O'Malley backs out of news conference as union hits Hopkins

Hospital called `Wal-Mart of health care industry'

December 10, 2003|By Stacey Hirsh | Stacey Hirsh,SUN STAFF

A news conference scheduled for this morning at City Hall was canceled yesterday after the union that was to be host announced that it would take aim at Johns Hopkins Hospital as "the Wal-Mart of the health care industry" and Mayor Martin O'Malley backed out of the event. Service Employees International Union District 1199E-DC in Baltimore issued a news release that described the participation of the mayor and U.S. Rep. Elijah E. Cummings, a Baltimore Democrat who also leads the Congressional Black Caucus, in an event marking today as International Human Rights Day.

SEIU is negotiating a contract with Johns Hopkins, where it represents more than 1,500 workers in housekeeping, maintenance, nutrition and other areas. It is simultaneously negotiating contracts with Greater Baltimore Medical Center and Sinai Hospital.It represents 450 workers at each of those hospitals. In its latest negotiations with Hopkins, the union is hoping to make it easier to organize workers in nonunionized departments of the region's largest hospital.

Though no members of nonunionized departments have asked to join, union officials said the multistep process when a department's employees do seek to unionize is arduous and a deterrent to organizing.

"This great institution that has won world acclaim for opening doors to medical knowledge, slams doors in the face of its own employees seeking union representation," Bob Moore, the SEIU District 1199E-DC president, was quoted in the union's release.

After inquiries by The Sun into whether O'Malley and Cummings support the union's position on Hopkins, spokeswomen said the officials would not be attending today. The union later canceled the event and softened its tone. "The wording was unfortunate, because it seems that we're saying that Johns Hopkins has the same attitude as Wal-Mart, but we didn't mean that," said Larry Rubin, communications director for SEIU District 1199E-DC . "It was a very poorly worded release."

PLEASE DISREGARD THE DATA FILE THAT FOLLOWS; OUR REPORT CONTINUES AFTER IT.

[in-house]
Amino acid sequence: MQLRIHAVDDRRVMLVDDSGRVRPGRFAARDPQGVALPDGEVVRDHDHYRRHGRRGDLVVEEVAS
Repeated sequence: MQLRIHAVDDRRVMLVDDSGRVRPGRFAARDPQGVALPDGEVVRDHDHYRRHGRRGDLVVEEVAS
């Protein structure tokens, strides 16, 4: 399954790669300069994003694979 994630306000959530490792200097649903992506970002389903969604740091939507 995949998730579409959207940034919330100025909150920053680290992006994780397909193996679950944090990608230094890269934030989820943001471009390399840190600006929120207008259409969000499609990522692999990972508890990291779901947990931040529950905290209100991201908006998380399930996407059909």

Johns Hopkins Hospital released a statement in response just as the event was being canceled. "Hopkins officials will negotiate for a fair and realistic contract that reflects both the rising costs of delivering health care, the larger economic environment, our patient care and teaching mission, and the substantial commitments already made to our bargaining unit and other employees," the hospital said.

"Already, the Johns Hopkins Hospital pays more to all of its employees, including those covered by the collective bargaining agreement, than the `living wage' set by Mayor Martin O'Malley for city workers. Hopkins Hospital also has added a rich benefits package. Hopkins has fully honored all the provisions of the current union contract pertaining to union organizing activities and in some cases has gone beyond what the law requires."

Devika Koppikar, a spokeswoman for Cummings, said the congressman could not attend because of a schedule conflict. The cancellation had nothing to do with the union's comments about Hopkins, she said. Cummings' office had never confirmed that he could attend the news conference, Koppikar said, and miscommunication was likely.

Raquel Guillory, a spokeswoman for O'Malley, said late yesterday after an inquiry about the mayor's position on the issue that he no longer planned to attend the news conference. She added that it would not be held at City Hall but declined to explain why.

Rubin, the union spokesman, said the portion of the news release that said Hopkins "could be described as the Wal-Mart of the health care industry" wasn't meant to disparage the medical institution.

Wal-Mart employee campaigns generally involve the entire community rather than only the workers, Rubin said, and SEIU plans a similar campaign to pressure Hopkins.

"All we're saying and all the mayor and Elijah Cummings have told us is that they support workers' rights," Rubin said. "That's different from being against Hopkins."

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